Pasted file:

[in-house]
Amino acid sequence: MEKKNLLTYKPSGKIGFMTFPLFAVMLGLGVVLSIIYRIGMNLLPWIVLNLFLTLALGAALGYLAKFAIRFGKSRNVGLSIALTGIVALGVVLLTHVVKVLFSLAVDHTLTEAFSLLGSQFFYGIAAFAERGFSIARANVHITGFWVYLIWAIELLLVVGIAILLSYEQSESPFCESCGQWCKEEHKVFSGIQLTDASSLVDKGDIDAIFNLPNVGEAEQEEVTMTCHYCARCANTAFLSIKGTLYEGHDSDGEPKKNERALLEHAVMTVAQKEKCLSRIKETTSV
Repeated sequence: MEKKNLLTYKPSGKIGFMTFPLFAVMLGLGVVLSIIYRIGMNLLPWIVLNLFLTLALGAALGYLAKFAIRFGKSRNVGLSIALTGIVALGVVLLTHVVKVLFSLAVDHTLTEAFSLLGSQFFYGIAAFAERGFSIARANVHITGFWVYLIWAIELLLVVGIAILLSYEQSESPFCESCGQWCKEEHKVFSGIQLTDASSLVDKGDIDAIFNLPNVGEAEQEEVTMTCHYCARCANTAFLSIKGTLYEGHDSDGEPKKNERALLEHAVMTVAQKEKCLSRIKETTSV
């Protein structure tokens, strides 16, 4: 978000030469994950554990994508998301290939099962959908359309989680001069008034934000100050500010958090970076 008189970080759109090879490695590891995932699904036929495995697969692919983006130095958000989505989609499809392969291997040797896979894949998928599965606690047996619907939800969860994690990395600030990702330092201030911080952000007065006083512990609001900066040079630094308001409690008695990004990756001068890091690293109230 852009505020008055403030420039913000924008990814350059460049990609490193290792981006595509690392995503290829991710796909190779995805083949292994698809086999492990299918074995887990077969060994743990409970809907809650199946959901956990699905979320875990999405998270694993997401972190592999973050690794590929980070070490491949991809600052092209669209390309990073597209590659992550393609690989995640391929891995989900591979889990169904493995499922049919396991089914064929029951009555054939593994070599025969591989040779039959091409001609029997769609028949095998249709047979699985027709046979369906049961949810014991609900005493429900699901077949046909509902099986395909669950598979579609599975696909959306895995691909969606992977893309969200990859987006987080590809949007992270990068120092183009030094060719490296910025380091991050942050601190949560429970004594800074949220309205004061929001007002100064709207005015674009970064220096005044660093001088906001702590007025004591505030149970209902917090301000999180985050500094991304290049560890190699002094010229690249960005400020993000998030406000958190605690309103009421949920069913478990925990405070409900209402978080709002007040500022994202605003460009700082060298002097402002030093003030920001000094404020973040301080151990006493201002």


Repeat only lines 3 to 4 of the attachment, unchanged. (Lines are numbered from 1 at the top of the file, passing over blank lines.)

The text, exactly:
Repeated sequence: MEKKNLLTYKPSGKIGFMTFPLFAVMLGLGVVLSIIYRIGMNLLPWIVLNLFLTLALGAALGYLAKFAIRFGKSRNVGLSIALTGIVALGVVLLTHVVKVLFSLAVDHTLTEAFSLLGSQFFYGIAAFAERGFSIARANVHITGFWVYLIWAIELLLVVGIAILLSYEQSESPFCESCGQWCKEEHKVFSGIQLTDASSLVDKGDIDAIFNLPNVGEAEQEEVTMTCHYCARCANTAFLSIKGTLYEGHDSDGEPKKNERALLEHAVMTVAQKEKCLSRIKETTSV
């Protein structure tokens, strides 16, 4: 978000030469994950554990994508998301290939099962959908359309989680001069008034934000100050500010958090970076 008189970080759109090879490695590891995932699904036929495995697969692919983006130095958000989505989609499809392969291997040797896979894949998928599965606690047996619907939800969860994690990395600030990702330092201030911080952000007065006083512990609001900066040079630094308001409690008695990004990756001068890091690293109230 852009505020008055403030420039913000924008990814350059460049990609490193290792981006595509690392995503290829991710796909190779995805083949292994698809086999492990299918074995887990077969060994743990409970809907809650199946959901956990699905979320875990999405998270694993997401972190592999973050690794590929980070070490491949991809600052092209669209390309990073597209590659992550393609690989995640391929891995989900591979889990169904493995499922049919396991089914064929029951009555054939593994070599025969591989040779039959091409001609029997769609028949095998249709047979699985027709046979369906049961949810014991609900005493429900699901077949046909509902099986395909669950598979579609599975696909959306895995691909969606992977893309969200990859987006987080590809949007992270990068120092183009030094060719490296910025380091991050942050601190949560429970004594800074949220309205004061929001007002100064709207005015674009970064220096005044660093001088906001702590007025004591505030149970209902917090301000999180985050500094991304290049560890190699002094010229690249960005400020993000998030406000958190605690309103009421949920069913478990925990405070409900209402978080709002007040500022994202605003460009700082060298002097402002030093003030920001000094404020973040301080151990006493201002």